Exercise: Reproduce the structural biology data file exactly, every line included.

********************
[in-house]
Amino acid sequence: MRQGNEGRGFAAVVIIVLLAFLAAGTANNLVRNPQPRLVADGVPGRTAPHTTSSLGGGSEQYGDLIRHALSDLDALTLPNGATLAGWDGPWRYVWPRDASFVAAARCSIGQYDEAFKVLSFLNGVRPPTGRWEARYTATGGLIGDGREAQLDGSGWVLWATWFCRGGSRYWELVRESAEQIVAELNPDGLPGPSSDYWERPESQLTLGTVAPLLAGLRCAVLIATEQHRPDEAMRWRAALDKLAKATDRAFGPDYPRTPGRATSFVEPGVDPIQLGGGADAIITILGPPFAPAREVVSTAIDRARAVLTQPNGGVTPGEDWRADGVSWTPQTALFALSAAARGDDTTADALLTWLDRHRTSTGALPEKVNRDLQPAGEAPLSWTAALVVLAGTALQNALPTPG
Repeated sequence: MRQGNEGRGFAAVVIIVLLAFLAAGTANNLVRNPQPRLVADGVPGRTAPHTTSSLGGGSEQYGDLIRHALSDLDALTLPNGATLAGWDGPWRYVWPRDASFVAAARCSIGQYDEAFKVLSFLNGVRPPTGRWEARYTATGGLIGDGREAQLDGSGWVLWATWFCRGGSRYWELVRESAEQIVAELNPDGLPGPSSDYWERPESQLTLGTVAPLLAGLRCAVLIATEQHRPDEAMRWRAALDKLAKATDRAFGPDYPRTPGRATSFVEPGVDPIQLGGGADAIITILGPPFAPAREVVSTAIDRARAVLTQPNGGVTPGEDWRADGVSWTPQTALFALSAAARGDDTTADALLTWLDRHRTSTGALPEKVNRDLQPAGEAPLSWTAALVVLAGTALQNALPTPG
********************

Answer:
[in-house]
Amino acid sequence: MRQGNEGRGFAAVVIIVLLAFLAAGTANNLVRNPQPRLVADGVPGRTAPHTTSSLGGGSEQYGDLIRHALSDLDALTLPNGATLAGWDGPWRYVWPRDASFVAAARCSIGQYDEAFKVLSFLNGVRPPTGRWEARYTATGGLIGDGREAQLDGSGWVLWATWFCRGGSRYWELVRESAEQIVAELNPDGLPGPSSDYWERPESQLTLGTVAPLLAGLRCAVLIATEQHRPDEAMRWRAALDKLAKATDRAFGPDYPRTPGRATSFVEPGVDPIQLGGGADAIITILGPPFAPAREVVSTAIDRARAVLTQPNGGVTPGEDWRADGVSWTPQTALFALSAAARGDDTTADALLTWLDRHRTSTGALPEKVNRDLQPAGEAPLSWTAALVVLAGTALQNALPTPG
Repeated sequence: MRQGNEGRGFAAVVIIVLLAFLAAGTANNLVRNPQPRLVADGVPGRTAPHTTSSLGGGSEQYGDLIRHALSDLDALTLPNGATLAGWDGPWRYVWPRDASFVAAARCSIGQYDEAFKVLSFLNGVRPPTGRWEARYTATGGLIGDGREAQLDGSGWVLWATWFCRGGSRYWELVRESAEQIVAELNPDGLPGPSSDYWERPESQLTLGTVAPLLAGLRCAVLIATEQHRPDEAMRWRAALDKLAKATDRAFGPDYPRTPGRATSFVEPGVDPIQLGGGADAIITILGPPFAPAREVVSTAIDRARAVLTQPNGGVTPGEDWRADGVSWTPQTALFALSAAARGDDTTADALLTWLDRHRTSTGALPEKVNRDLQPAGEAPLSWTAALVVLAGTALQNALPTPG